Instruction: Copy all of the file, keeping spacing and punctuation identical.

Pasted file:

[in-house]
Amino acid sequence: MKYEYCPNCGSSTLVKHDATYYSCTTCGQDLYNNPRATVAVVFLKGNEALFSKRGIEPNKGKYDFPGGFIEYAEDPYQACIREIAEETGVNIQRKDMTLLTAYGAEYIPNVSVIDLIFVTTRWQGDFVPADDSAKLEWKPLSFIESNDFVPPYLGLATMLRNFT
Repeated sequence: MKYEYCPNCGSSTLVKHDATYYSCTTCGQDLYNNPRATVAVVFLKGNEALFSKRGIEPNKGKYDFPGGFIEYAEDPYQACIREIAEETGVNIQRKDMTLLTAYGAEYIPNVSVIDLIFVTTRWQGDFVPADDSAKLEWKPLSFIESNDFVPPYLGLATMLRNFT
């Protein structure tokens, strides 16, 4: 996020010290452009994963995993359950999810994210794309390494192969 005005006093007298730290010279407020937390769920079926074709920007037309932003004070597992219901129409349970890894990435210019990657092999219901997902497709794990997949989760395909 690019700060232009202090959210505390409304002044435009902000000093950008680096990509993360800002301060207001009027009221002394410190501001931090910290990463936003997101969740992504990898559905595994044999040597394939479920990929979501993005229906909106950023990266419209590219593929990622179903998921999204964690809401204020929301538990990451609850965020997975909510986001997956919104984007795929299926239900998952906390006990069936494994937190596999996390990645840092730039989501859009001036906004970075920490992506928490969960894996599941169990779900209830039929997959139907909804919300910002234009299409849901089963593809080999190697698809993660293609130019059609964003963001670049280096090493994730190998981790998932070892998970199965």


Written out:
[in-house]
Amino acid sequence: MKYEYCPNCGSSTLVKHDATYYSCTTCGQDLYNNPRATVAVVFLKGNEALFSKRGIEPNKGKYDFPGGFIEYAEDPYQACIREIAEETGVNIQRKDMTLLTAYGAEYIPNVSVIDLIFVTTRWQGDFVPADDSAKLEWKPLSFIESNDFVPPYLGLATMLRNFT
Repeated sequence: MKYEYCPNCGSSTLVKHDATYYSCTTCGQDLYNNPRATVAVVFLKGNEALFSKRGIEPNKGKYDFPGGFIEYAEDPYQACIREIAEETGVNIQRKDMTLLTAYGAEYIPNVSVIDLIFVTTRWQGDFVPADDSAKLEWKPLSFIESNDFVPPYLGLATMLRNFT
């Protein structure tokens, strides 16, 4: 996020010290452009994963995993359950999810994210794309390494192969 005005006093007298730290010279407020937390769920079926074709920007037309932003004070597992219901129409349970890894990435210019990657092999219901997902497709794990997949989760395909 690019700060232009202090959210505390409304002044435009902000000093950008680096990509993360800002301060207001009027009221002394410190501001931090910290990463936003997101969740992504990898559905595994044999040597394939479920990929979501993005229906909106950023990266419209590219593929990622179903998921999204964690809401204020929301538990990451609850965020997975909510986001997956919104984007795929299926239900998952906390006990069936494994937190596999996390990645840092730039989501859009001036906004970075920490992506928490969960894996599941169990779900209830039929997959139907909804919300910002234009299409849901089963593809080999190697698809993660293609130019059609964003963001670049280096090493994730190998981790998932070892998970199965």